Delighted to announce that my third book, and first novel, is now available to pre-order from Amazon.
In ‘As You Like It’ Shakespeare wrote that, “All the world’s a stage, And all the men and women merely players.”
This book illustrates the Bard’s point. It’s a story of friendship, love, success and failure all set against the back drop of a small Spanish football club. There are ups and downs, shocks and surprises. The big problem is that although everyone is playing some sort of game, sometimes you don’t realise that you’re being played yourself.
If asked to suggest the greatest players to emerge from South America this century, very few, if any, would raise a hand to make a case for Joffre Guerrón. Perhaps however such lack of recognition would be inappropriate. Despite often being regarded as merely one of the better, rather than greats, of his era, he was twice lauded as the MVP of the Copa Libertadores, South America’s premier club tournament. Such rare accolades that fall to very few once, let alone twice. Continue reading →
Sacking managers and head coaches may feel like a particularly modern phenomenon, but as the old adage goes ‘there’s nothing new under the sun’ and that’s especially the case in football. Way back in January 1953 the football club representing the capital of Tuscany was having a bad time of it. After finishing in fourth place the previous season under manager Renzo Magli, newly arrived from neighbouring Empoli, Fiorentina and especially club president Enrico Befani were expecting an improvement in fortunes with, perhaps, even a run at winning the Scudetto. By the turn of the year however, things were looking anything but positive.
The season was halfway through and the previous ten games had brought five defeats and five draws. Any hopes of glory had disappeared, and the club was heading in a downward spiral towards the foot of the league table. It was time for action. Befani removed Magli from office and did what anyone would do when caring for an ailing body. He called for the doctor. Continue reading →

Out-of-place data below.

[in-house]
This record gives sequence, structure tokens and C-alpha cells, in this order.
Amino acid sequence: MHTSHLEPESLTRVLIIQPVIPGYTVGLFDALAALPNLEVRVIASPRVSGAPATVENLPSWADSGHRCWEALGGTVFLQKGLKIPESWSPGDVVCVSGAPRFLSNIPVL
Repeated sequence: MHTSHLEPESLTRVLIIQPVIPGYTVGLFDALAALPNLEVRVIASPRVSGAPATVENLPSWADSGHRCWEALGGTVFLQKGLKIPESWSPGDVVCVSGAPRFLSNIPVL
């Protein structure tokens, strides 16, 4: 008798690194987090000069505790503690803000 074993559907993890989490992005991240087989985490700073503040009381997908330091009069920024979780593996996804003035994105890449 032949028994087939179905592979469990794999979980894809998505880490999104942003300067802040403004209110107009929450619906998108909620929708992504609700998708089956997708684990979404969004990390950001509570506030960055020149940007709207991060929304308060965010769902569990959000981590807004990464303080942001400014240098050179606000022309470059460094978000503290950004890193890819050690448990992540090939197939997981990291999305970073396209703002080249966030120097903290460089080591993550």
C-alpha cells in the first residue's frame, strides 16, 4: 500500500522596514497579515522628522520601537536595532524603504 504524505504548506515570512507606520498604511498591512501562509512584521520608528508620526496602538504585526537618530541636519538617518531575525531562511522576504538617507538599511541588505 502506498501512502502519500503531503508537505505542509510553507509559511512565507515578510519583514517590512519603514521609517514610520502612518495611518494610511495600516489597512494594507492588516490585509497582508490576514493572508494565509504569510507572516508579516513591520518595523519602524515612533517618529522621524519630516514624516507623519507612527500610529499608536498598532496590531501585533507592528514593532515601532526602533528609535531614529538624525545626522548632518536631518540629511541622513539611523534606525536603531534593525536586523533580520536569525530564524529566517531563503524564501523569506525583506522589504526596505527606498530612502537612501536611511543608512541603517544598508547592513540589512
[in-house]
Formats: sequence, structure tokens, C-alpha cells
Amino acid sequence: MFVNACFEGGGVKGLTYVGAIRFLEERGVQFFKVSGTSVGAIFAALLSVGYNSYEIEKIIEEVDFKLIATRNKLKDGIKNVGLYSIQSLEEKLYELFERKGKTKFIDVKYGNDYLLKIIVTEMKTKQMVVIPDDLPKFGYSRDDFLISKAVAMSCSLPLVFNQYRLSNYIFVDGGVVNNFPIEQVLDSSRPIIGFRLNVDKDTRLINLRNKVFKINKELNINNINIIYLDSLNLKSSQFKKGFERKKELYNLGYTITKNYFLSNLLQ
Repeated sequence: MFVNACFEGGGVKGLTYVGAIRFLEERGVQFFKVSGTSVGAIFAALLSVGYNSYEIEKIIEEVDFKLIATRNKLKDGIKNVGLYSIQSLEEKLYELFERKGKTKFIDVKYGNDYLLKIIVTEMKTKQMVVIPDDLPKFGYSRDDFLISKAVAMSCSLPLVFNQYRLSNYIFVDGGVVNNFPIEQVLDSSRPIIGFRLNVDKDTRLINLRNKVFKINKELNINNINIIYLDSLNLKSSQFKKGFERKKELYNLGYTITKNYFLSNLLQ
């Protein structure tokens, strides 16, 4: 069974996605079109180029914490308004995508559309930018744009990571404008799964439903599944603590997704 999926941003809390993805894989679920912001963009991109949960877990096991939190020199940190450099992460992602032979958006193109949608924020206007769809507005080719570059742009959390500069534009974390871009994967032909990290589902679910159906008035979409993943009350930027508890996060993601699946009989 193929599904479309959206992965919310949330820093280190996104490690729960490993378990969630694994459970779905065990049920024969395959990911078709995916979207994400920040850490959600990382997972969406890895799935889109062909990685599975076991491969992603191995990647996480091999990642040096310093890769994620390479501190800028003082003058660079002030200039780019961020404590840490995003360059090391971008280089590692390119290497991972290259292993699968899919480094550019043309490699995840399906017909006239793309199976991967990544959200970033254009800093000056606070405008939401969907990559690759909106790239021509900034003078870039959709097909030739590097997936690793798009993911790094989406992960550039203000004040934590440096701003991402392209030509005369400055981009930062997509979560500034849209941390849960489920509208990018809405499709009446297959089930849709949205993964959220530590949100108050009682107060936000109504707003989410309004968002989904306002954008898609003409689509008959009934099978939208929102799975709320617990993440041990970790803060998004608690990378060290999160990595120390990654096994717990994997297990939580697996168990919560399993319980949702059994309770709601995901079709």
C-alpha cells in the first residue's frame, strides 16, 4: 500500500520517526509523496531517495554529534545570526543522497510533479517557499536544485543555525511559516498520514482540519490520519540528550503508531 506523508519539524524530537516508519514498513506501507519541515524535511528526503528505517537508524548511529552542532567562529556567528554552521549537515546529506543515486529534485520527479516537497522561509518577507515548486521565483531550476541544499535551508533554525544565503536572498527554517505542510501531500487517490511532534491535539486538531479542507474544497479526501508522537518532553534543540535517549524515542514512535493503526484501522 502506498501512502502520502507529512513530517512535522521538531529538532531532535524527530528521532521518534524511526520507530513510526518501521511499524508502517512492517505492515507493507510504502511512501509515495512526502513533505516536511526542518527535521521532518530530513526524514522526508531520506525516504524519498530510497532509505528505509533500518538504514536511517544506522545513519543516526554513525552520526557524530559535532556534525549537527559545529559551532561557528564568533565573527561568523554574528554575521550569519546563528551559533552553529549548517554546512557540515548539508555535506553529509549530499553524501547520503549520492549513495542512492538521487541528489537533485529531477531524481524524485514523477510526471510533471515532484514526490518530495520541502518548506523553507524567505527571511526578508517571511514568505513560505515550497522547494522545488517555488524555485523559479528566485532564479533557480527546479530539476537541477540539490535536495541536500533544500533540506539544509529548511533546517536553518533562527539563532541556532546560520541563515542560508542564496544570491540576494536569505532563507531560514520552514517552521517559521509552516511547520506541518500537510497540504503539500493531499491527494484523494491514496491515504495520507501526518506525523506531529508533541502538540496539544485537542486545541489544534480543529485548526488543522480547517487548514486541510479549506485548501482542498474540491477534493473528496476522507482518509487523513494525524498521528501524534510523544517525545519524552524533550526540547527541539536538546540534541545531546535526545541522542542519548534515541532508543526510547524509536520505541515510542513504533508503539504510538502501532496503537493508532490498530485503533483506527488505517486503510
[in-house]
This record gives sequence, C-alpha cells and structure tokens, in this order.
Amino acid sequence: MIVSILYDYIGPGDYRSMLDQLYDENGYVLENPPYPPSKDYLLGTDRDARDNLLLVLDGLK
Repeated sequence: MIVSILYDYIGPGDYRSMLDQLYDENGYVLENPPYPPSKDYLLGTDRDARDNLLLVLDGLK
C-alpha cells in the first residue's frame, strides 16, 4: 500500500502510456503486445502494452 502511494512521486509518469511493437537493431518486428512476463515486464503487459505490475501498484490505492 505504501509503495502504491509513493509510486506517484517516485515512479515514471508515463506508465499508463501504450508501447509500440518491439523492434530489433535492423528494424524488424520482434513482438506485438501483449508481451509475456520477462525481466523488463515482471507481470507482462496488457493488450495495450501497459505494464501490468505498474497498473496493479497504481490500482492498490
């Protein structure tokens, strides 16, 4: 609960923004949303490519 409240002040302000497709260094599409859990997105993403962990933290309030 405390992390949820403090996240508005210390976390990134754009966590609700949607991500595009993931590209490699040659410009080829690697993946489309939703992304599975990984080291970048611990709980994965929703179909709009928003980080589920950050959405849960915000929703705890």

As the bright Oranje flame of Dutch Totaal Voetbal burnt so brightly before consuming itself in the 1974 World Cup Final and falling to cruel defeat, back in Kerkrade, a Dutch town virtually lying up against the German border, an amateur footballer watched on television. Little did he know that, four years later, donned in the famous colours of his country, he would score the goal that gave the Netherlands renewed hope that they could lay to rest the ghost of the numbing defeat to his German neighbours. In the space of those four years, Dick Nanninga would go from a part-time footballer and full-time worker on construction sites to being the robust and muscular embodiment of an artisan iconoclast among a squad of Dutch artists, the man who gave hope of redemption to his country – and a florist. Continue reading →
On 16 November 2005, in Sydney’s Telstra Stadium, John Aloisi, late of Coventry City and Portsmouth, among many other clubs, but at the time plying his trade with Alavés in Spain’s Basque country, held the fate of his nation’s footballing aspirations in his hands. Donned in the gold shirt of Australia’s Socceroos, he stood a little more than twelve yards from the goal line policed by Uruguay’s ‘keeper, Fabián Carini. The next few seconds would decide if the upstart Aussies would go to the 2006 World Cup Finals. If Aloisi could convert his spot kick, there was nothing that La Celeste, twice crowned as champions of the world, could do about it. Australia would be in Germany, and the South Americans would miss out. Continue reading →